Calma: from vision to reality

Research had clearly shown that when breastfeeding, the baby is able to maintain a vacuum, stay attached to the breast, breathe regularly and therefore remain stable and calm. With that in mind, Medela had the vision to develop Calma, a feeding device based on the baby’s natural milk-removing behaviour.

Calma’s integrated vacuum-controlled valve means, in particular, that the baby is required to create a vacuum for milk to flow, and employ a tongue movement similar to breastfeeding to remove milk.

During the development of Calma, research initiatives were established and have since produced three peer-reviewed journal articles: two with the Hartmann Human Lactation Research Group from The University of Western Australia (Geddes et al. 2011, Sakalidis et al. 2012) and the third with Dr Mizuno from Showa University, Tokyo (Segami et al. 2013).

For more information on the World Health Organization’s recommendation on breastfeeding duration visit

Advantages for the baby

The key findings of this research, which scientifically compared breastfeeding and feeding with the vacuum release teat, were that both feeding methods were similar for the following outcomes:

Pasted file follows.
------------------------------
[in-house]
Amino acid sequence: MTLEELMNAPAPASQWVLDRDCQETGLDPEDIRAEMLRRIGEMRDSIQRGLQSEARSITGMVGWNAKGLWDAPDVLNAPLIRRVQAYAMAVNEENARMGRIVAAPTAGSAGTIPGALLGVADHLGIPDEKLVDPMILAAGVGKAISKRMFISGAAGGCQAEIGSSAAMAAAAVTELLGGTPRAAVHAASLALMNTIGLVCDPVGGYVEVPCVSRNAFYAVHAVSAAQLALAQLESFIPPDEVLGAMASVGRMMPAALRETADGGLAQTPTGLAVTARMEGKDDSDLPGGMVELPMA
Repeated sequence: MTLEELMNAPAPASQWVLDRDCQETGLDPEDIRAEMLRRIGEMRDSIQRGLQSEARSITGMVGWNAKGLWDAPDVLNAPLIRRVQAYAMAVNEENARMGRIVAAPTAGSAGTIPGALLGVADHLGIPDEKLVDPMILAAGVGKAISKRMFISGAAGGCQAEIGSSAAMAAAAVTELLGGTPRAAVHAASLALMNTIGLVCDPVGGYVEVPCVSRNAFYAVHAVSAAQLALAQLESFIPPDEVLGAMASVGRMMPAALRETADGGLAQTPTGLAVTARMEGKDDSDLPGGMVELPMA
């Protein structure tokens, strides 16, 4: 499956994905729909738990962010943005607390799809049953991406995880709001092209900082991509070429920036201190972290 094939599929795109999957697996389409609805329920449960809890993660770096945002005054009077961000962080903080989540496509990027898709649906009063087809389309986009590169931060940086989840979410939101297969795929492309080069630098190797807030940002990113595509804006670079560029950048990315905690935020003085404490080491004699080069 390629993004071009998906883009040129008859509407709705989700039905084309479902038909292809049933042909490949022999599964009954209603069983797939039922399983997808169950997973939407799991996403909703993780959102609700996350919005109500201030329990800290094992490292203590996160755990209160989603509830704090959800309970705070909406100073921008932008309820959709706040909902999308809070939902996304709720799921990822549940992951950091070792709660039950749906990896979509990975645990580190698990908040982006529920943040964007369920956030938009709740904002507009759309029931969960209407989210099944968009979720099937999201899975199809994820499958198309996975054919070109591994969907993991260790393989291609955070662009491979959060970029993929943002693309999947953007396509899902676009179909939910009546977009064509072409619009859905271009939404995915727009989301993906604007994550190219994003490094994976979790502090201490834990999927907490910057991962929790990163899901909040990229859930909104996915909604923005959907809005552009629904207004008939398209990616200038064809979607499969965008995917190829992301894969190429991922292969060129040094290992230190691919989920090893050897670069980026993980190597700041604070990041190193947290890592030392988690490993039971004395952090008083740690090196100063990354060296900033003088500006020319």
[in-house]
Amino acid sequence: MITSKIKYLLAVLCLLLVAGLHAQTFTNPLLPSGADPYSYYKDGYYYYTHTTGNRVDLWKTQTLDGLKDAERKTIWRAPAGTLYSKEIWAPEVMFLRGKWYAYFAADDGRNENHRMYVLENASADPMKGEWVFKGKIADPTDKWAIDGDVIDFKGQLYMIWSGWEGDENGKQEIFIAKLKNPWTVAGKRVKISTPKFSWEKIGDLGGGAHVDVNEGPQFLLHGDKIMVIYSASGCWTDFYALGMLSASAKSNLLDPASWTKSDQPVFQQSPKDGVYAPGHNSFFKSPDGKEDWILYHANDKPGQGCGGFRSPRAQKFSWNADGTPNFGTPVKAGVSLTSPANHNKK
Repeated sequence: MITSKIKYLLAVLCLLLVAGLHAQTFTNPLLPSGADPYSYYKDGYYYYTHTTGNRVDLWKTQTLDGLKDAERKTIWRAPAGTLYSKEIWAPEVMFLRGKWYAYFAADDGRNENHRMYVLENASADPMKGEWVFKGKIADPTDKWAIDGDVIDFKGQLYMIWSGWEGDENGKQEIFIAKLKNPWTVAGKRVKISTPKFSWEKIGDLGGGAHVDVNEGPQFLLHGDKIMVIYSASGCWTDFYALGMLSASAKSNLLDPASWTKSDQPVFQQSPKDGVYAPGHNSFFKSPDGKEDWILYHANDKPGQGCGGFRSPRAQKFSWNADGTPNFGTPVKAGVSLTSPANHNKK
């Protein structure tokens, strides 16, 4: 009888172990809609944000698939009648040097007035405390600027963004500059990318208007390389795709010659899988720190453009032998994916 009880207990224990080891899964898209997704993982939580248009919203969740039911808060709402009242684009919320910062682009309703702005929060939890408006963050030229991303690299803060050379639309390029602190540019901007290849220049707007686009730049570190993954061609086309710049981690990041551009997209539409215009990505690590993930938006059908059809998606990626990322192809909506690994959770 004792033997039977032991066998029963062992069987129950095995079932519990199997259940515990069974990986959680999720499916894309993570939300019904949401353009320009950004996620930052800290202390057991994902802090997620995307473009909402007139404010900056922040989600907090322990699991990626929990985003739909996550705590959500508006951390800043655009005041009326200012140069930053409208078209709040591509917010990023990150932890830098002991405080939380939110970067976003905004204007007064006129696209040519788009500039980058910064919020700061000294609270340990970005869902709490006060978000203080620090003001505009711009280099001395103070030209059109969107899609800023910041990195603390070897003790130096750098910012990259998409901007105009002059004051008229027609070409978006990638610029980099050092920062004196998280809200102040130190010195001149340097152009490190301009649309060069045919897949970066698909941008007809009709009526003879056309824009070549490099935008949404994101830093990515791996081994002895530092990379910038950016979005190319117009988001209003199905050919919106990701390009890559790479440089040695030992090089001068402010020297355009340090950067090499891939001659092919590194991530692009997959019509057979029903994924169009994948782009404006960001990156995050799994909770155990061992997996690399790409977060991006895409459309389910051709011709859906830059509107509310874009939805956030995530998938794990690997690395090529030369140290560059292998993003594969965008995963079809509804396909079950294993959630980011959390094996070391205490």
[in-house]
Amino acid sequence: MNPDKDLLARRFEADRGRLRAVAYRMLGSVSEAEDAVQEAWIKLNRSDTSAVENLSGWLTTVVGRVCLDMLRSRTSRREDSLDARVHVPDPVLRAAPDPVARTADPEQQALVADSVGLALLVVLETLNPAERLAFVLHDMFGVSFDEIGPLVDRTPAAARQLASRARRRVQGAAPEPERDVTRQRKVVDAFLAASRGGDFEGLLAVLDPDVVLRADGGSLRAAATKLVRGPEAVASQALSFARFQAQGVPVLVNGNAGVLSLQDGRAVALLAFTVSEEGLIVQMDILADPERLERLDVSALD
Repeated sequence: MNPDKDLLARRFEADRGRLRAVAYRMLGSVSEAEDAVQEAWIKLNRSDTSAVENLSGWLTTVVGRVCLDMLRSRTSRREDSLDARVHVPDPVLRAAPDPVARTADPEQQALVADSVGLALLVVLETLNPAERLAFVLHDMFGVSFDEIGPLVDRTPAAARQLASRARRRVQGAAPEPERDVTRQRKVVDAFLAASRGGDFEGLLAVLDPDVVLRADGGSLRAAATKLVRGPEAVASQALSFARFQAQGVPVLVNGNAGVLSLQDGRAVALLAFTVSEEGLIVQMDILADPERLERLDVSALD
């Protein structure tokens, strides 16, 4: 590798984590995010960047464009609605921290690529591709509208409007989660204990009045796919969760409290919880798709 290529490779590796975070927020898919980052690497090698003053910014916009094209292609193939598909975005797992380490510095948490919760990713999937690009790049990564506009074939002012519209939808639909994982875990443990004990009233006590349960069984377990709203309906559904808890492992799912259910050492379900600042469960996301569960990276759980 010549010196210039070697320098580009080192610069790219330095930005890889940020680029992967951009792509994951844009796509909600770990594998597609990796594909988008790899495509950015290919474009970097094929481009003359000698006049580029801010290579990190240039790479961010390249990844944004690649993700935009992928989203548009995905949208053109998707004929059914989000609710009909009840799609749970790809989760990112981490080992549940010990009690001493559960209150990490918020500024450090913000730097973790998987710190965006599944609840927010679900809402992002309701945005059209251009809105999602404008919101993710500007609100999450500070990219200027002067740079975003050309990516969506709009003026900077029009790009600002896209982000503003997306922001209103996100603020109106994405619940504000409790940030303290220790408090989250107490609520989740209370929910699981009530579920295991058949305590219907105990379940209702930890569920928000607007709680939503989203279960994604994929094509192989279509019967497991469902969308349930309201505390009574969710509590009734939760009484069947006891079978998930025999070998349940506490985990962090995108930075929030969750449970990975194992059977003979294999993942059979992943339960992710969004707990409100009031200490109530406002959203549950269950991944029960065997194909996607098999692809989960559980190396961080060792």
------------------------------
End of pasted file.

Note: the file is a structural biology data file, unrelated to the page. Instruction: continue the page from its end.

• Tongue movement, nipple positioning and the use of vacuum to remove milk
  • Coordination of sucking, swallowing, breathing and pausing
  • Transfer rate of milk and the duration of the feed
  • The mouth opening angle (attachment) and the jaw and
    throat movement
  • Physiologic stability as measured by heart rate and oxygen saturation.
Illustration milk flow with Calma and at breast

For more information on the World Health Organization’s recommendation on breastfeeding duration visit

Diagram heart rate and blood oxygen with Calma
Study abstracts
Tongue movement and intra-oral vacuum of term infants during breastfeeding and feeding from an experimental teat that released milk under vacuum only

Recent literature supports the theory that vacuum is integral to the removal of milk from the breast rather than peristaltic compression of the breast. ...

Geddes, D.T., Sakalidis, V.S., Hepworth, A.R., McClellan, H.L., Kent, J.C., Lai, C.T. and Hartmann, P.E. (2011)

Early Human Development 88: 443 - 449
Oxygen saturation and suck-swallow-breathe coordination of term infants during breastfeeding and feeding from a teat releasing milk only with vacuum

Vacuum is an important factor in milk removal from the breast, yet compression is the predominant component of milk removal from bottle teats. Since bottle-feeding ...

Sakalidis,V.S., McClellan,H.L., Hepworth,A.R., Kent,J.C., Lai,C.T., Hartmann,P.E. and Geddes,D.T. (2012)

International Journal of Pediatrics ID 130769

Segami,Y., Mizuno,K., Taki,M., & Itabashi,K. Perioral movements and sucking pattern during bottle feeding with a novel, experimental teat are similar to breastfeeding, Journal of Perinatology 33, 319-323 (2013)

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